© Paul W. Faust""
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Metrotrails posted
Historic mail car on display at Steamtown National Historic Site in Scranton PA. Postal workers within our group claims the car is set up not unlike post offices still are today.
Carl Venzke posted
Restored interior of a railway post office (RPO), NRM York
Bill Molony posted
SEVENTY YEARS OF PROGRESS IN THE RAILWAY POST OFFICE
In a ;little car like this, enroute from West Quincy to St. Joseph, Missouri, over what is now a part of the Burlington main line from Chicago to Kansas City and St. Joseph, United States Mail was first sorted while in transit. The purpose was to speed the departure of the overland stage coach from St. Joseph to California. 
At the right is the modern standard Railway Post Office, in several of which the California and other western mail is now sorted nightly on the Burlington fast mail trains between Chicago and Omaha.
The old and the new mail cars for a part of the Burlington's exhibit at A Century of Progress Exposition in 1934.
 
Marty Bernard posted
1. A Railway Mail Service clerk on a Great Northern Railway Post Office car sorts mail for individual towns at the St. Paul Union Depot. March 23, 1949
Photographs and captions from the Minnesota Historical Society

Eric Larsen posted three photos with the comment: "A tour of R.P.O AT&SF 60. At the orange empire railway museum Perris California."
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Frank Reeder Scheer posted
If anyone sees a photograph or other information from the 1920s about the "Bandit Proof Railway Mail Car," I would like to see it. 
John Young: I'm looking at the wages. This is shortly after Ford made big news by paying his factory workers $5 a day. That is about $1000 a year. These were high paying jobs for the time at $2700 a year.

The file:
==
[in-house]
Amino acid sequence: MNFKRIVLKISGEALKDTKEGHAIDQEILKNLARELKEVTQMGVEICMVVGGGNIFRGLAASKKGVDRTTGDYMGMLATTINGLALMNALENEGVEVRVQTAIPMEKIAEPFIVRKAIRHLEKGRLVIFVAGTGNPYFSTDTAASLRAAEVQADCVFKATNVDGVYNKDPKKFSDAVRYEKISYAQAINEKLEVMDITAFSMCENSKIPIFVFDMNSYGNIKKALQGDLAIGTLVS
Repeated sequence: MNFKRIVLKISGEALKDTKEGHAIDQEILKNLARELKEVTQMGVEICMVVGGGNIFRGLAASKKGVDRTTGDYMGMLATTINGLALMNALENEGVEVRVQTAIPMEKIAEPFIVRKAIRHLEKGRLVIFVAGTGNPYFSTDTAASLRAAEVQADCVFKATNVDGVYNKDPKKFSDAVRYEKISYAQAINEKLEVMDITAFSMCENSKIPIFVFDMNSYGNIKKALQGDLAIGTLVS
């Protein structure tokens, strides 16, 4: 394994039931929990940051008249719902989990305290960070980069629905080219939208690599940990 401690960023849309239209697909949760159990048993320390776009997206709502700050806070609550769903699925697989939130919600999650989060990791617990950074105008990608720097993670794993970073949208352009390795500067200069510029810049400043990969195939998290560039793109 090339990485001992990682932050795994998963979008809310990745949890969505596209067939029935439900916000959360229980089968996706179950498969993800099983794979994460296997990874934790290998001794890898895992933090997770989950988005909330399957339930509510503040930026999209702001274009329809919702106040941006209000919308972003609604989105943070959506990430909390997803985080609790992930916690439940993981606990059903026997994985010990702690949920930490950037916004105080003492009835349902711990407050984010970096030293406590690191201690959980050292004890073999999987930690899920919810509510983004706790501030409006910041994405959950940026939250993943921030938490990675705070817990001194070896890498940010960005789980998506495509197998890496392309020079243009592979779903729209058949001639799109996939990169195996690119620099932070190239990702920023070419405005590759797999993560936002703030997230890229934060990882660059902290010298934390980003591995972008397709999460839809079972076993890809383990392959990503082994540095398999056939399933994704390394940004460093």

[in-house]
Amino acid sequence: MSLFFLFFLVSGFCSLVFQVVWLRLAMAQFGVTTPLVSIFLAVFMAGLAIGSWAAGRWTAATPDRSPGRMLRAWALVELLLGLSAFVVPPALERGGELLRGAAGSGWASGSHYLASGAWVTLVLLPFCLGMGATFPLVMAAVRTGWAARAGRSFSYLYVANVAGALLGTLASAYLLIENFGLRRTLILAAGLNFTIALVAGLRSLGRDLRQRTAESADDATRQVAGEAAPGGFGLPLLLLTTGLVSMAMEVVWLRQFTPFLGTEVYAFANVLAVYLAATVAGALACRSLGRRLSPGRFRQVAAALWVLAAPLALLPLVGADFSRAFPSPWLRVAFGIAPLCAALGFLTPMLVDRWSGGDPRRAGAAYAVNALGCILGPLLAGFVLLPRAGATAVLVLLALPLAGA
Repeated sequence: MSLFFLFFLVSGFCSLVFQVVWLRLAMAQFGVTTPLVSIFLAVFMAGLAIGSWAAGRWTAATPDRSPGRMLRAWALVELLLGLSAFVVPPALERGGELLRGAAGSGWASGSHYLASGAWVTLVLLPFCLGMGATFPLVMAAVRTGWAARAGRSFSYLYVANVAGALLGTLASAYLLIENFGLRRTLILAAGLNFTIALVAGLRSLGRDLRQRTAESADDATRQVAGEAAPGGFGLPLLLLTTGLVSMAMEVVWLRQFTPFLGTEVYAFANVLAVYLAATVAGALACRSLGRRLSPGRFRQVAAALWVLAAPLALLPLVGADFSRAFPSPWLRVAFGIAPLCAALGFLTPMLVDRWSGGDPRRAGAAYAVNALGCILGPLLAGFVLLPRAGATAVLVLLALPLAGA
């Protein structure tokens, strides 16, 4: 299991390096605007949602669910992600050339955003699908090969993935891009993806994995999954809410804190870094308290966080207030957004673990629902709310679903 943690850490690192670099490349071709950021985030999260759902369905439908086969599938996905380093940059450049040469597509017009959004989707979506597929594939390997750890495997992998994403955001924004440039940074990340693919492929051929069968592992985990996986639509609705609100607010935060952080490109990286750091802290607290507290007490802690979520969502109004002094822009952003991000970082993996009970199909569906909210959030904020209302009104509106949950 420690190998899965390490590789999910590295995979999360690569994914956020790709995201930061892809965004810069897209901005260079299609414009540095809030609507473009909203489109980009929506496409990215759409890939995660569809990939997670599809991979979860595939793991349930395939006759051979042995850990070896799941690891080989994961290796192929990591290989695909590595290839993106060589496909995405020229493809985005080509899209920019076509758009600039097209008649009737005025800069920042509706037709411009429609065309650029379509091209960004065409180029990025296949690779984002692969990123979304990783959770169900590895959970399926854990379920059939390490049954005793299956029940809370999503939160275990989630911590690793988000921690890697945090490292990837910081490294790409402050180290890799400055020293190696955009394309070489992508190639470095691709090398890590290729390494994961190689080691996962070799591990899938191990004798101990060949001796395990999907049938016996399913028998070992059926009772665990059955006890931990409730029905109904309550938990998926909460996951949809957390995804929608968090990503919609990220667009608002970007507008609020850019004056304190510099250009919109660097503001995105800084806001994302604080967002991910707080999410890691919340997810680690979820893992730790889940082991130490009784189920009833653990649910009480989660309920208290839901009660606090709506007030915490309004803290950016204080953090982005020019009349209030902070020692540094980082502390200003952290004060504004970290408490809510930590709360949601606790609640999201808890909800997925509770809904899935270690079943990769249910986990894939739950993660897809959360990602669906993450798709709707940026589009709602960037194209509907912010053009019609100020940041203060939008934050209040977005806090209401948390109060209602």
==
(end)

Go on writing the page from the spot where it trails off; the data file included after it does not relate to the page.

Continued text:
Frank Reeder Scheer: Yes, the wages were high, John. A person had to have a high score on the Civil Service Exam to be appointed. Many people who planned to be teachers or even doctors and lawyers worked for the Railway Mail Service during the Depression because of "steady work and good pay."

Andrew Lawson Carranco commented on Frank's post
That’s not a mail car. That is a armored military car built by the Mexican government late in the Mexican revolution (after 1915). The photo is of my great grandfather who lived in Veracruz in 1920 when the car was in the yard as part of a celebration of Mexican advancements that year.

Mark Locke commented on Frank's post
Found this photo on the Internet about two years ago.

Marty Bernard posted
4 and 5. Mail car, possibly on the Milwaukee Railroad from Minneapolis to Chicago circa 1900. [Both photos have the same caption.]
Photographs and captions from the Minnesota Historical Society
Robert Wanner: Would have loved to work on that one. Peach baskets unusual.

Marty Bernard posted
4 and 5. Mail car, possibly on the Milwaukee Railroad from Minneapolis to Chicago circa 1900. [Both photos have the same caption.]
Photographs and captions from the Minnesota Historical Society
Robert Wanner: Good employment when mail moved by rail. Baskets held tied bundles of letter mail.



Skip to about -0:30 in this video (alternative link) of an Illinois Railway Museum RPO weekend special complete with a steam locomotive pulling the train.